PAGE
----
It’s funny how some moments in life change things forever.
You can be going along quite contentedly, then suddenly something happens and you realise life will never be the same afterwards.
One of these moments occurred for me when I was diagnosed as a diabetic.
Up until that point, I’d never really thought about diabetes, it was just another disease, after all. As we know, diseases are things that ‘other people’ get. I think we all live in that state of denial about matters of health, it makes things easier, until it happens to us. I walked into the hospital a ‘healthy’ person with some bad test results and a permanently dry mouth. I walked out with a medical condition, some syringes of insulin, a blood glucose monitor and a seriously diminished sense of self-confidence.
In the time leading up to my diagnosis my cycling was at the best it had ever been. I was an increasingly lean (I’d lost around fives stones) riding machine. I’d found that my legs were giving me power that I’d never experienced before. I had reserves that seemed to belong to someone else. For about a month before I got the results, I felt a real sense of unity with me and my bike, I was in ‘the zone’.
You can imagine my disappointment when I was told that I should avoid cycling until I’d become used to the new medication I was prescribed. As an insulin dependent diabetic, I run the risk of becoming hypoglycaemic – essentially when the glucose in my blood drops to a level that is problematic. When this happens I can become unsteady, disorientated, slurring in my speech and can even pass out. So you can see why my doctors advised I didn’t cycle in the short term. ‘Hypo’s, as they’re known, are treated with the consumption of sugar – I’m never without a bag of jelly babies these days. ‘The Bonk’, that cyclists experience after over-exerting themselves, is also hypoglycaemia – the difference being that for a diabetic cyclist (using insulin) the effects could happen at any moment.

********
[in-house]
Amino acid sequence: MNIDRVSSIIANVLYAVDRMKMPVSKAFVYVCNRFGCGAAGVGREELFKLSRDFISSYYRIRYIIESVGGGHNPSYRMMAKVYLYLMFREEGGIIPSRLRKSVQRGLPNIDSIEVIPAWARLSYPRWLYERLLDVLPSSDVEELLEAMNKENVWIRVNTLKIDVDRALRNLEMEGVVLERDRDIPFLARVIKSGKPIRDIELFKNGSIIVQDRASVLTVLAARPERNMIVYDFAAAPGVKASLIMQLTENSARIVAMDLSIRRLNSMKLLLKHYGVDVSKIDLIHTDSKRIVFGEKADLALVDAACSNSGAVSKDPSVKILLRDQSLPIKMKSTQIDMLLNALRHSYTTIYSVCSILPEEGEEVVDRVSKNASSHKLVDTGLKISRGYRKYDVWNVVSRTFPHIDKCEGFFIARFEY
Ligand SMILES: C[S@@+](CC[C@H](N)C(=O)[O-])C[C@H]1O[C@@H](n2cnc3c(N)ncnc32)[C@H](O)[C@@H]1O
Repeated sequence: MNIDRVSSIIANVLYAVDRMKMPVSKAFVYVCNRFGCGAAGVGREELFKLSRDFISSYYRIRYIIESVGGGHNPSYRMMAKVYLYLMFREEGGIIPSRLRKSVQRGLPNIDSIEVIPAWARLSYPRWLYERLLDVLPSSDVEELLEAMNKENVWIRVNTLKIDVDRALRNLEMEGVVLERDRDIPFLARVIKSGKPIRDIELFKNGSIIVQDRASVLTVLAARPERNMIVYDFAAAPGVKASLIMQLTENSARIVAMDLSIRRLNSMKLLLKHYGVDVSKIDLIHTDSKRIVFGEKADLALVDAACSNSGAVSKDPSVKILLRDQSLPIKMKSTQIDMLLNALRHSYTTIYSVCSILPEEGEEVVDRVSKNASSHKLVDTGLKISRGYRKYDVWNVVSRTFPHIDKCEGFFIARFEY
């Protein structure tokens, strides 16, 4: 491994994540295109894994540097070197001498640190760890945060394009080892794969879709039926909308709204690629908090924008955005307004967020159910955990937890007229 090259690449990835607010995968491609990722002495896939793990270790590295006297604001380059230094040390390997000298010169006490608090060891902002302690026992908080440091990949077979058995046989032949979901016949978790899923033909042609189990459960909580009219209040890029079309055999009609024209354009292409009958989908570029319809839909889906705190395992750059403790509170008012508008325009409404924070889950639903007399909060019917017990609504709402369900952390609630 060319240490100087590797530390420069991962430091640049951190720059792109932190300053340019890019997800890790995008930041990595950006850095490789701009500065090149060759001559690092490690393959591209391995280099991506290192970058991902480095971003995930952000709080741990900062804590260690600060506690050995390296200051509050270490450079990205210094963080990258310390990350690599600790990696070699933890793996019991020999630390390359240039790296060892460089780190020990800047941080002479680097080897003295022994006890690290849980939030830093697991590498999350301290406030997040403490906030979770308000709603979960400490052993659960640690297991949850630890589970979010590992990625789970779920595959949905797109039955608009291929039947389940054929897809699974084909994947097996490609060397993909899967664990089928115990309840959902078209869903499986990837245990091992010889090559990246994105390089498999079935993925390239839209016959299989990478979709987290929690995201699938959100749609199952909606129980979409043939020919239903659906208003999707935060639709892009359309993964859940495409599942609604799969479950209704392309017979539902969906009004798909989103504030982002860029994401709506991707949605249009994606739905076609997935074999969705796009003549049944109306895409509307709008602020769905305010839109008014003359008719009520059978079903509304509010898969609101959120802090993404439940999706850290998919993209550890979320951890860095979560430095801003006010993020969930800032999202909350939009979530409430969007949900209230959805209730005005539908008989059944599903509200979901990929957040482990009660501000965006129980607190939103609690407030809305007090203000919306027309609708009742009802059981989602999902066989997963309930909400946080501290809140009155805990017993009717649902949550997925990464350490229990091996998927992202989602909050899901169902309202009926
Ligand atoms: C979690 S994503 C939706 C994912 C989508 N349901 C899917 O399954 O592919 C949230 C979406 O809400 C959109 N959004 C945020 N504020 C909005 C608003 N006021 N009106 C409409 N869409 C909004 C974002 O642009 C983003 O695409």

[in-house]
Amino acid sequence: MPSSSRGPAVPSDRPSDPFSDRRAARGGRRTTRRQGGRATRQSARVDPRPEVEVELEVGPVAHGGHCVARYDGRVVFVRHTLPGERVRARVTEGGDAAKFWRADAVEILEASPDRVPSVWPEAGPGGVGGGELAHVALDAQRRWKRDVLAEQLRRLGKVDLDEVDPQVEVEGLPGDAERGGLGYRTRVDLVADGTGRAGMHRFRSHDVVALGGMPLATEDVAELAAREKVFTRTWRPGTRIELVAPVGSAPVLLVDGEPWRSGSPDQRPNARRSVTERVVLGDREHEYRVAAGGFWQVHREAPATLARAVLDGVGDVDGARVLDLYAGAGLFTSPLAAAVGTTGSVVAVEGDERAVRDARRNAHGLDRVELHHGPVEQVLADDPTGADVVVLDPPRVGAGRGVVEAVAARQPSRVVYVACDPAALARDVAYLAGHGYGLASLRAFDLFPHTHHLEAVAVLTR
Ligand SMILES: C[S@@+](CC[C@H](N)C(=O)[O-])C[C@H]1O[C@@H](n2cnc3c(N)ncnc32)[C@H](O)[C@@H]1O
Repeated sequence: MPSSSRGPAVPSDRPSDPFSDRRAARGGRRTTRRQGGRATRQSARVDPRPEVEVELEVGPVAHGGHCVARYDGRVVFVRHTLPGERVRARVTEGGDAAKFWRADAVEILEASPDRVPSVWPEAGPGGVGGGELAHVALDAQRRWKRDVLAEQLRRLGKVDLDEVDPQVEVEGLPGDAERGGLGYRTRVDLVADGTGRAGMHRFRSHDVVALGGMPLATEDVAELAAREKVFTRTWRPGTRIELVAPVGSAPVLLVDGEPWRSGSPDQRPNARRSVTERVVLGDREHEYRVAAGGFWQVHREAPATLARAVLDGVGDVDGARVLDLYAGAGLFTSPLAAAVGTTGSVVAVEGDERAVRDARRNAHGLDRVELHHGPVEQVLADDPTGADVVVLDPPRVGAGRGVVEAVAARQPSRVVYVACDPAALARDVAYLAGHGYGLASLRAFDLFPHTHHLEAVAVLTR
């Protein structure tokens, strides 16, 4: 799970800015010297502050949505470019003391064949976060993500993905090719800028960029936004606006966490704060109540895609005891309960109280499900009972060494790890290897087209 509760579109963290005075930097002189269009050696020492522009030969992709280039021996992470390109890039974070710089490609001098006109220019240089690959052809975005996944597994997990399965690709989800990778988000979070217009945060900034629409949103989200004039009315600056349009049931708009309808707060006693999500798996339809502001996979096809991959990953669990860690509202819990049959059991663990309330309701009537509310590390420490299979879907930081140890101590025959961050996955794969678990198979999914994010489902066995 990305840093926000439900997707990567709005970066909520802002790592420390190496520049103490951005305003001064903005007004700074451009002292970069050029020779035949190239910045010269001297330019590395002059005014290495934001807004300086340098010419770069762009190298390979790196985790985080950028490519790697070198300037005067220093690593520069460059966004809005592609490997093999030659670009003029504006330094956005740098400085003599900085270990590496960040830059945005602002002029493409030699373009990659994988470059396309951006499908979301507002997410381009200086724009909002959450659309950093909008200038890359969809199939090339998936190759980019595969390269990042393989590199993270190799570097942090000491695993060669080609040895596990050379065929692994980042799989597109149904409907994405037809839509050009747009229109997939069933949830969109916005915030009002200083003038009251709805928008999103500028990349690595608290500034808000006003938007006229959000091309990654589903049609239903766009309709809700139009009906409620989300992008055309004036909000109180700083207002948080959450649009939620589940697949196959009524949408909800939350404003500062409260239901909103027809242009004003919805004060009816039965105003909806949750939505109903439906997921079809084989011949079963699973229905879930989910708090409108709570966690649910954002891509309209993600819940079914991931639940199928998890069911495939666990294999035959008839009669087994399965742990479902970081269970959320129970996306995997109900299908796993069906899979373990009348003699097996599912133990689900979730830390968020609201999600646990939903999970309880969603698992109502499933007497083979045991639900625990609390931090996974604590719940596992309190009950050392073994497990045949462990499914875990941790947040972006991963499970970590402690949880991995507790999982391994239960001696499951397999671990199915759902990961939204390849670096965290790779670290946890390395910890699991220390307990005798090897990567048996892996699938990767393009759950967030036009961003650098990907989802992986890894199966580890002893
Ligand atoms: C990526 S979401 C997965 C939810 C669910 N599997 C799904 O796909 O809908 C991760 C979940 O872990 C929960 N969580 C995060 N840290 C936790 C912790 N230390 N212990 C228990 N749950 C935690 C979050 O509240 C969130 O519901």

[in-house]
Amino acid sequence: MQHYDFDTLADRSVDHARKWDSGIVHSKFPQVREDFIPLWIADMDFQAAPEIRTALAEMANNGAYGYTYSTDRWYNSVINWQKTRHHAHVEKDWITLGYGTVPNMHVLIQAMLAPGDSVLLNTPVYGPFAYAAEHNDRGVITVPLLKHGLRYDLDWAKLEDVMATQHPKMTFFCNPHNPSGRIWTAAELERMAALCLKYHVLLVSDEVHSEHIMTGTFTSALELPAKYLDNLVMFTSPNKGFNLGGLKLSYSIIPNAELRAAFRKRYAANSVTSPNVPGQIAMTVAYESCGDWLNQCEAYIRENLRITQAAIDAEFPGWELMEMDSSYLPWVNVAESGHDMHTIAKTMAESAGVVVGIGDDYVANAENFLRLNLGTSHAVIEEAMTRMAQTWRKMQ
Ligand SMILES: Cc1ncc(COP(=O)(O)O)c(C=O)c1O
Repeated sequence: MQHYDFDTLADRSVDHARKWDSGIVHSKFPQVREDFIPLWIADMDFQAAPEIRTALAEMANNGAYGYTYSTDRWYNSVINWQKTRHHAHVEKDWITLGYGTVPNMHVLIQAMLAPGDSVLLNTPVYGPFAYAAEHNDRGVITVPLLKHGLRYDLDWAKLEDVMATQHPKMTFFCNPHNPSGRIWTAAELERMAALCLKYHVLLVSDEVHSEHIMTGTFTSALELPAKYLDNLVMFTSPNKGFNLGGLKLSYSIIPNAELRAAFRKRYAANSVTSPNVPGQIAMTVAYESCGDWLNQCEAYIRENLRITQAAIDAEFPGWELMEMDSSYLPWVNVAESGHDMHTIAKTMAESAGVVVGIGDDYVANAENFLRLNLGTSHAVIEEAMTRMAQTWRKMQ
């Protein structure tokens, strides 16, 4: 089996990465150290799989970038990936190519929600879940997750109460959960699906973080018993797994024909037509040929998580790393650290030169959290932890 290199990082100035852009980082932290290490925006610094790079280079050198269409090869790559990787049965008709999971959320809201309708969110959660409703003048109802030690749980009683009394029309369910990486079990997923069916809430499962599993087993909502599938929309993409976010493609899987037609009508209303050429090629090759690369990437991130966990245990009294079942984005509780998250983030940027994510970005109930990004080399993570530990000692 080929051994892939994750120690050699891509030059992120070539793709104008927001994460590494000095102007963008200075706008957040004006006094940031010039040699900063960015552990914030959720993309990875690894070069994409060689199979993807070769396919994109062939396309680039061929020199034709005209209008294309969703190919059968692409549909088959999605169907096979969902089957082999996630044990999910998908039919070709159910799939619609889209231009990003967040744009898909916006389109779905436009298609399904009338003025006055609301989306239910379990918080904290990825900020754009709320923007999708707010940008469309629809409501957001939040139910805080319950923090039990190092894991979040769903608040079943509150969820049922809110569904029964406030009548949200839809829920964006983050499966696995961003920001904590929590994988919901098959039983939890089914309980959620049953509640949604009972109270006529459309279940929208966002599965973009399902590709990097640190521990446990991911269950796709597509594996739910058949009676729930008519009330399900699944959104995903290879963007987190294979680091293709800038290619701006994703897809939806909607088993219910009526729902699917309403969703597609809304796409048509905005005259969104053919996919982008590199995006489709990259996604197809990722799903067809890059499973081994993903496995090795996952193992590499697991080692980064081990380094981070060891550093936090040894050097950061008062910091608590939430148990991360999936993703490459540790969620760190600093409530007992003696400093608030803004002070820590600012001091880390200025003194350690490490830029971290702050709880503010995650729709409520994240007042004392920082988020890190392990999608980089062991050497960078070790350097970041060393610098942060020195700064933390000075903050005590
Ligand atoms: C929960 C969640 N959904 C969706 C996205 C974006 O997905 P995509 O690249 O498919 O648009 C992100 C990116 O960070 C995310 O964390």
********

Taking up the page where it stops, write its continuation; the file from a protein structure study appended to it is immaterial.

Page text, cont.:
After some time, I got into a rhythm with my medication and became able to read the signs of an impending ‘hypo’. It did, however, take a long time to get back on my bike. I won’t hide it from you, I was scared.
Cycling had been a liberation for me. It allowed me to go off where I wanted, when I wanted and just be at one with the road. Suddenly, with my diagnosis, I was in a position where I could become quite seriously ill on a ride, if I didn’t read the signs carefully. This really knocked my confidence. The last thing I wanted was to need the assistance of a passer-by, or worst still become disorientated and fall into the road.
I was scared to get back on my bike, but I also knew that if I was to manage my diabetes effectively, cycling was going to be crucial. Diabetics are urged to exercise in order to maintain their health and manage their blood glucose levels. So that’s what I did. I got back on my bike and took a ride.
How was it?
I’ll not lie, it was frustrating. It took getting back on my bike to realise how much fitness I’d lost during my period of inactivity. My legs just weren’t providing me with the power they once did. I also had a few ‘wobbly’ moments, where I needed to top up my sugar intake. It all felt a bit weird.
But then, feeling a bit weird is all part of being a cyclist, isn’t it?
I’ve been back on my bike for some time now. It feels less weird every time I head out. My confidence is back, I know if I’m sensible and take precautions I should have a great ride, diabetes or no diabetes.
Am I back to my previous self, in ‘the zone’? Not yet.
Will I get there?
Of course I will!
Chris McGuire is a Westcountry-based writer, follow him on Twitter @McGuireski
For information about diabetes, visit www.diabetes.org.uk